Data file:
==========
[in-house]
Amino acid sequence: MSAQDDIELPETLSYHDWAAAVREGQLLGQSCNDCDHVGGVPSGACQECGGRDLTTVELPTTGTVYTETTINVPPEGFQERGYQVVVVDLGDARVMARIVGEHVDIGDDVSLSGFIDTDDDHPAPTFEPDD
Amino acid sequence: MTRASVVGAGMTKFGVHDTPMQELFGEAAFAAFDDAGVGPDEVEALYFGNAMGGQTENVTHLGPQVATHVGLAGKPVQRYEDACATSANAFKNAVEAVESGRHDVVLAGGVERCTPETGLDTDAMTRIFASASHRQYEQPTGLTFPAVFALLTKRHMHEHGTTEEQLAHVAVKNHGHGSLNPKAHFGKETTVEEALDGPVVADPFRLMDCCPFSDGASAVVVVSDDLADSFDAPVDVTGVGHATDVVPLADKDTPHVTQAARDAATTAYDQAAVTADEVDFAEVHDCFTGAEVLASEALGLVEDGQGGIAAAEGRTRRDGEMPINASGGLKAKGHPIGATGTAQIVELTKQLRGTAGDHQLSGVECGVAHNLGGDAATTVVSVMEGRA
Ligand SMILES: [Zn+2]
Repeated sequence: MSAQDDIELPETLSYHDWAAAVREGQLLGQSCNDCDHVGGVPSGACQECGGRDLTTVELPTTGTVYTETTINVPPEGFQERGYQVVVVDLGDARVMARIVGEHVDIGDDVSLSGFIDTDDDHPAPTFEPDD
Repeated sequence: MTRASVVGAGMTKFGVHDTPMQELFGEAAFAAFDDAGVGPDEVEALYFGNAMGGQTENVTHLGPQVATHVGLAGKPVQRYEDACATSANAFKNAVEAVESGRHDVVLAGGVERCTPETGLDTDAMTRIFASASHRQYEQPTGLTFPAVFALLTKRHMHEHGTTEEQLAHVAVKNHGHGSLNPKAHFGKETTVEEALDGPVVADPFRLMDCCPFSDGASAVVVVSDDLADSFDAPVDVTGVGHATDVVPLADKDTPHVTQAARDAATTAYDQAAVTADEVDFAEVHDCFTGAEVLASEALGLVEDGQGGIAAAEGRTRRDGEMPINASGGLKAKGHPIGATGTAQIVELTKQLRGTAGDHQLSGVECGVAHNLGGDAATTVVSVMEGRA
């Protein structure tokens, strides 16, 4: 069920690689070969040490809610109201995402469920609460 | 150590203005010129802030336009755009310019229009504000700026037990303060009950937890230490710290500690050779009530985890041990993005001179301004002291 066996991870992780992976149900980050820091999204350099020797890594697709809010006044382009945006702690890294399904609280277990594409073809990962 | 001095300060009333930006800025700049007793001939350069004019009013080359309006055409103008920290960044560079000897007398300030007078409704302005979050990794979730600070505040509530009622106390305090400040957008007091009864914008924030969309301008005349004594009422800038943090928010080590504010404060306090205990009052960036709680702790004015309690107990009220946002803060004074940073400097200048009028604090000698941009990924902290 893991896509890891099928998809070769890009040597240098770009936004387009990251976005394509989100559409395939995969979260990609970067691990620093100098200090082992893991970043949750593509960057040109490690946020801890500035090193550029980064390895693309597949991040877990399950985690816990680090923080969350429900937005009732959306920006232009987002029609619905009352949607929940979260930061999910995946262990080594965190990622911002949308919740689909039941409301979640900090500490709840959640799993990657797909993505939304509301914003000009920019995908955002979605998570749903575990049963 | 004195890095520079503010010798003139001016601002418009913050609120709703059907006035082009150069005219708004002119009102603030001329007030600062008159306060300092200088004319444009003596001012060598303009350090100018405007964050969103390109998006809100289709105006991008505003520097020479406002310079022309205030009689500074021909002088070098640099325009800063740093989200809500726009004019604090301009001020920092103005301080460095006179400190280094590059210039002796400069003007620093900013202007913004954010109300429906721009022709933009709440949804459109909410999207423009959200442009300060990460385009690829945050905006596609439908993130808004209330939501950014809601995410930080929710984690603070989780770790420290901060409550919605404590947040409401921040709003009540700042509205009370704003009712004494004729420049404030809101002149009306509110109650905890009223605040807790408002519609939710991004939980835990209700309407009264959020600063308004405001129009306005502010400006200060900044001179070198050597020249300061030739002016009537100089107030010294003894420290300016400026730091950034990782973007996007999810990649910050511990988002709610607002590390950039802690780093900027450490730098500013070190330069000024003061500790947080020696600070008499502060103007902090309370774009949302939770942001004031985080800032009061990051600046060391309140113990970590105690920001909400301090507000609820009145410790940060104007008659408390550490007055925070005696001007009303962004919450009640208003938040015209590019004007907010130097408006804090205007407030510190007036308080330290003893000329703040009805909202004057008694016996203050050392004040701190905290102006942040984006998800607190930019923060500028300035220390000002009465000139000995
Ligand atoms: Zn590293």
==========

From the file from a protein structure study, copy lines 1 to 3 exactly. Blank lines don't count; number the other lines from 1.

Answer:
[in-house]
Amino acid sequence: MSAQDDIELPETLSYHDWAAAVREGQLLGQSCNDCDHVGGVPSGACQECGGRDLTTVELPTTGTVYTETTINVPPEGFQERGYQVVVVDLGDARVMARIVGEHVDIGDDVSLSGFIDTDDDHPAPTFEPDD
Amino acid sequence: MTRASVVGAGMTKFGVHDTPMQELFGEAAFAAFDDAGVGPDEVEALYFGNAMGGQTENVTHLGPQVATHVGLAGKPVQRYEDACATSANAFKNAVEAVESGRHDVVLAGGVERCTPETGLDTDAMTRIFASASHRQYEQPTGLTFPAVFALLTKRHMHEHGTTEEQLAHVAVKNHGHGSLNPKAHFGKETTVEEALDGPVVADPFRLMDCCPFSDGASAVVVVSDDLADSFDAPVDVTGVGHATDVVPLADKDTPHVTQAARDAATTAYDQAAVTADEVDFAEVHDCFTGAEVLASEALGLVEDGQGGIAAAEGRTRRDGEMPINASGGLKAKGHPIGATGTAQIVELTKQLRGTAGDHQLSGVECGVAHNLGGDAATTVVSVMEGRA